Beaufort News

State budget may help balance funding cuts

A state budget passed by the S.C. Legislature on Wednesday includes provisions that -- governor willing -- would help balance out funding cuts and change the way education money is distributed.

For the past three years, Beaufort County has received no funding from a key state education formula, set in the Education Finance Act. State Sen. Tom Davis, R-Beaufort, said this year's budget amends the formula in a way that will boost future funding for local schools.

Unless the EFA law is modified, the reform would have to be approved in each year's budget to have lasting effect. Davis expects that will happen.

"Typically, once you get a proviso in the budget, it's an acknowledgment by the House and Senate that it's good public policy," he said.

This year's budget stipulates if a school district isn't granted money by the formula, it automatically will receive 70 percent of the lowest allocation awarded -- which would mean about $630,000 next year for the Beaufort County School District.

The budget also would distribute about $45 million of one-time aid to school districts for students with disabilities. Beaufort County's share would be about $1.3 million, Davis has said.

Phyllis White, the Beaufort County School District's operational services chief, estimates that even with the additional money, local public schools will still absorb a net $700,000 cut in state funding next year because of decreases in other areas.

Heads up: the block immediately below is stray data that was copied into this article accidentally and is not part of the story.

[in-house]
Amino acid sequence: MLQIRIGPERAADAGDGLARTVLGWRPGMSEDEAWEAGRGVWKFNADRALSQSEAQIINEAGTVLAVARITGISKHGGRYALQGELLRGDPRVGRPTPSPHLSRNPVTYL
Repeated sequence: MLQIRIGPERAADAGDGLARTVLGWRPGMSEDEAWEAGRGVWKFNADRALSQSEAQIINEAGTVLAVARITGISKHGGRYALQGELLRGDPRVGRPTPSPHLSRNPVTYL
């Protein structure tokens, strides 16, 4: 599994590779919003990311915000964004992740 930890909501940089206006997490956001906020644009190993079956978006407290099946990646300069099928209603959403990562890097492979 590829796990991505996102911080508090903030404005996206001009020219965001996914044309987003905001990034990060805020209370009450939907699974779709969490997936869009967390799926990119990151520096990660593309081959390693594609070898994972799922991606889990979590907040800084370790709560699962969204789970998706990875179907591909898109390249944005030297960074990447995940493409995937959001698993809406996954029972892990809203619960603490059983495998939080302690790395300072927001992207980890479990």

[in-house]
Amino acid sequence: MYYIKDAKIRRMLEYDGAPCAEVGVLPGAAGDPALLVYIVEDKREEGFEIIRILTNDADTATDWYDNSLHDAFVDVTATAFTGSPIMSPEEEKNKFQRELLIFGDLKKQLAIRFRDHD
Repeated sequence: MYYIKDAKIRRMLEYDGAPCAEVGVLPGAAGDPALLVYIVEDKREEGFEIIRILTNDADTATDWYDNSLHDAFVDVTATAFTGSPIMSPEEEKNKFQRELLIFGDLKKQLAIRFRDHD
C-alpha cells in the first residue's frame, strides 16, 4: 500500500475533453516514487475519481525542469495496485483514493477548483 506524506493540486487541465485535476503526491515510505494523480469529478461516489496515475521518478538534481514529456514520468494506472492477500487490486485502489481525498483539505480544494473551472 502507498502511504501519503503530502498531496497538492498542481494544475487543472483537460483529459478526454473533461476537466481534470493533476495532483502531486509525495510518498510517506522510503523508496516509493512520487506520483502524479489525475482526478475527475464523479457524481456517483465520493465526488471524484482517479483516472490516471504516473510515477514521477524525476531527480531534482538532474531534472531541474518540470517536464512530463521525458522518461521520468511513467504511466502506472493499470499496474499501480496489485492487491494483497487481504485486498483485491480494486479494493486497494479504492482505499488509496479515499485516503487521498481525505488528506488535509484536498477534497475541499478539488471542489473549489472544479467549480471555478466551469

But the additional revenue passed Wednesday could help avoid an even greater decline.

Similar provisions in previous years have been axed by state legislators at the last minute. The district did not include the new funds when it presented a budget to County Council last month.

"It was mentioned but was not at a stage where we felt confident it would pass," White wrote in an email.

However, a revised budget approved Tuesday by the Board of Education does include the additional state funds.

Now that the wording has made it through the legislative gauntlet, it must survive Gov. Nikki Haley's veto pen.

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